4. The Fellowship of the Ring by JRR Tolkien (1954)

JRR Tolkien has a unique writing style which one has to get used to. That is why before finishing The Lord of the Rings, some people had to read The Hobbit and Tree and Leaf. I started reading The Lord of the Rings on the last final day of eighth grade. I finished it this year. That is why it has to be mentioned. Without reading the other two books, I still might be reading The Fellowship of the Ring. After finishing the first two books (a.k.a. The Fellowship of the Ring), I discovered Tolkien’s son published The Fall of Arthur which is Tolkien’s tale of the death of King Arthur.

5. The Road by Cormac McCarthy (2006)

I do not really read Southern writers. McCarthy is an exception. He does not write like a Southern writer. I read The Road during the Contemporary Literature class mentioned above (See a pattern here?). I also started reading the book on a way to and from a funeral. McCarthy has a father and a son walking on a road to nowhere. Yet in the end, there is hope. I love how all of these really bad things happen, yet there is a light (which is not a train) at the end of the tunnel. It was inspiring enough to read Blood Meridian which dashed all hope. PS. Blood Meridian is still good enough of a book to read.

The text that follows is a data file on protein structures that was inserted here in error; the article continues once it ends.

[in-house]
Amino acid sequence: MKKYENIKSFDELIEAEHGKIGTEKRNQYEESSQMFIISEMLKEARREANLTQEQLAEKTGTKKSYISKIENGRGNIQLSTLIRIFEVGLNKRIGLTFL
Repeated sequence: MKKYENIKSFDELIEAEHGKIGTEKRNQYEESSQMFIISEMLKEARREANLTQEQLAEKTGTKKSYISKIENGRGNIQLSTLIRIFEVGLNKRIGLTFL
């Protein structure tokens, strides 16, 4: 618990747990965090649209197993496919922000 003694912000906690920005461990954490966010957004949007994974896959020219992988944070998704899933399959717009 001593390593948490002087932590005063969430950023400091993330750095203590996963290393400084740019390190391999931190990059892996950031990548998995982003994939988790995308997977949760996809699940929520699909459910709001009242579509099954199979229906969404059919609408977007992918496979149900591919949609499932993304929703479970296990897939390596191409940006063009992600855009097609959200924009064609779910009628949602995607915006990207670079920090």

Top Books

1. Fangirl by Rainbow Rowell (2013)

In the book market, there is an emerging trend called New Adult literature. Rainbow Rowell is leading the charge it seems. Rowell creates her own homage to Harry Potter called Simon Snow. While mentioning that, Cath and Wren are twins going to college. Cath writes her own fanfiction to the Simon Snow series. She is also a little socially awkward which is great to see in fiction that not everyone is gifted in socializing. You also get to see Cath and Wren drift apart which is something that sometimes happens. Rowell also published Eleanor and Park this year. I would also recommend that.